within the title preparation or title insurance costs has resulted in
reimbursements to the consumer because the fees were not identified as
a finance charge. The Federal Reserve Board's "Truth in Lending Official
Staff Commentary to Regulation Z §226.4(a)" states that inspection and
handling fees for the staged disbursement of construction loan proceeds
are to be considered as finance charges.
Here are some suggestions to assist banks in avoiding the more common
reimbursement pitfalls involving the requirements of §226.4(d) and in
using Appendix D properly:
Provide training for employees who prepare disclosures to ensure they are aware of the more common pitfalls and know how to avoid them. Knowledge of the types of fees that are considered finance charges is critical in making correct disclosures. Refer to the Official Staff Commentary for §226.4, which provides examples of what should and should not be included as a finance charge. When preparing disclosures for multiple advance construction loans, refer to the instructions in Appendix D and the associated Official Staff Commentary.
Develop procedures for the compliance officer/auditor to periodically verify the accuracy of disclosed rates and finance charges. Test the processing system and/or calculation tools whenever changes are made to the bank's loan processing system through vendor updates, purchases of new services, or conversions. When the bank introduces new loan programs, verify the accuracy of the disclosures.
Develop an ongoing internal compliance
review system to monitor transactions for compliance.
When violations are discovered that require reimbursement to consumers,
FDIC examiners use the "Joint Statement of Policy on Administrative
Enforcement of the Truth in Lending Act" to establish the corrective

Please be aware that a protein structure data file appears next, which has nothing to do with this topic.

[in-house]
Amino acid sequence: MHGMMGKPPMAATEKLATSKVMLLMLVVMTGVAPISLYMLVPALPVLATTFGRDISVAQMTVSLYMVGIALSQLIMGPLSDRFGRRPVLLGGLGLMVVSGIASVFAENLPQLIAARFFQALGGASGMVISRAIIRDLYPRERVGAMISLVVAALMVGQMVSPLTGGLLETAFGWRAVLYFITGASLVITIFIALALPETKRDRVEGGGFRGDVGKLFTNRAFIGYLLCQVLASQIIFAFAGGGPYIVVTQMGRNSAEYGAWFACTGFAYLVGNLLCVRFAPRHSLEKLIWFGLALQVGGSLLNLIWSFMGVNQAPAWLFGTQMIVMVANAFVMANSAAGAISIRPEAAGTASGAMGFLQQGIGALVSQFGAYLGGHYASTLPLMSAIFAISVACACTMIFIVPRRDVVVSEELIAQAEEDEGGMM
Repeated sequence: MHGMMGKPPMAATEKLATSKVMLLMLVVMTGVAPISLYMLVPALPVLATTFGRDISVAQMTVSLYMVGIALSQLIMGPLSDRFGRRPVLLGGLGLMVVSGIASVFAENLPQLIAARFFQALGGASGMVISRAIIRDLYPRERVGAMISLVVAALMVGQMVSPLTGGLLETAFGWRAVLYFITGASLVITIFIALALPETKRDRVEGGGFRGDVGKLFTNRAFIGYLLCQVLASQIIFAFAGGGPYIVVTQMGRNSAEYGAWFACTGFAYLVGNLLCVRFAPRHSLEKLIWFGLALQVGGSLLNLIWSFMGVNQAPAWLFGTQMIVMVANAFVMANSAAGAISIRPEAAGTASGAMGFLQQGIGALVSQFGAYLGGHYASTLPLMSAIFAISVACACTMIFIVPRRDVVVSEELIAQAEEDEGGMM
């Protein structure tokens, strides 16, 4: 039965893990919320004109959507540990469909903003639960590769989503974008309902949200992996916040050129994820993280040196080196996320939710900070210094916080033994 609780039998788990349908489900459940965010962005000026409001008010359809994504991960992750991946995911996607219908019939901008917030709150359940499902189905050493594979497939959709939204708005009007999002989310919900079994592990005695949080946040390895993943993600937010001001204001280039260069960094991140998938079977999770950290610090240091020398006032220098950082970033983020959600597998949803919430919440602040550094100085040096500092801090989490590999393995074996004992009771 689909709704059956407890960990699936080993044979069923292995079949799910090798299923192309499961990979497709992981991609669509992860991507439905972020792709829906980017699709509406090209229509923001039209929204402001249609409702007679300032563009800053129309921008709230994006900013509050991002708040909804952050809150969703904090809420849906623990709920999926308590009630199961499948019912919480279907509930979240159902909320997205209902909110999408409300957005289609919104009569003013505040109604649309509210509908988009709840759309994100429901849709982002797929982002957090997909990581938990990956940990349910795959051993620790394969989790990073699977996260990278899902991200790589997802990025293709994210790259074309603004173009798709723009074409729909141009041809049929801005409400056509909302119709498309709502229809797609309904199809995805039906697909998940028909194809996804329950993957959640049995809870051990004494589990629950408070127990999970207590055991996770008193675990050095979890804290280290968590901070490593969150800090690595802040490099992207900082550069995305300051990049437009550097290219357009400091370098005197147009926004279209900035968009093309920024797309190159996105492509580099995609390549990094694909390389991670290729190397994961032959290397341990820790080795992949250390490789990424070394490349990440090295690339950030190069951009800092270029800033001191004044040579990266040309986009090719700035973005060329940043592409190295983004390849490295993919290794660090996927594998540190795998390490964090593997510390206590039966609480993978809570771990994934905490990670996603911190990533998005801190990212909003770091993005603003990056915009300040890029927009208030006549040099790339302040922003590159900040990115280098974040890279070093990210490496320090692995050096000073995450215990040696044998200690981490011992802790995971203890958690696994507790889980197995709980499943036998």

action period. For loans involving closed-end credit, the corrective
action period has generally been from the current examination back to
the "immediately preceding examination." The banking agencies had
uniformly taken the position that compliance with the requirements of
the Truth in Lending Act and Regulation Z would have been reviewed during
the "immediately preceding examination." However, courts have recently
held that "immediately preceding examination," means the examination of
any type conducted immediately prior to the current examination, including
examinations in which no review of compliance with the Truth in Lending Act
was conducted. The banking agencies have directed their supervisory staff
to implement the policy as enunciated by the courts. Guidance has been
transmitted by each of the agencies to its examination and supervision
staff regarding this change in policy.
The Federal Financial Institutions Examination Council's (FFIEC) Consumer
Compliance Task Force recently approved the attached question and answer
guide on the appropriate time period for taking retrospective corrective
action when reimbursable violations are discovered. However, once the
violation has been brought to the attention of bank management,
intervening examinations of any kind will not relieve the bank of the
responsibility for taking corrective action.
For further information, please contact your FDIC Division of Compliance
and Consumer Affairs (DCA) Regional Office on the attached list or one of
the following FDIC staff members:
Ken Baebel, DCA Senior Review Examiner, (202) 942-3086, e-mail (Jbaebel@fdic.gov).
Distribution: FDIC-Supervised Banks (Commercial and Savings)
NOTE: Paper copies of FDIC financial
institution letters may be obtained through the FDIC's Public
Information Center, 801 17th Street, N.W., Room 100, Washington,
D.C. 20434 (800-276-6003 or (703) 562-2200).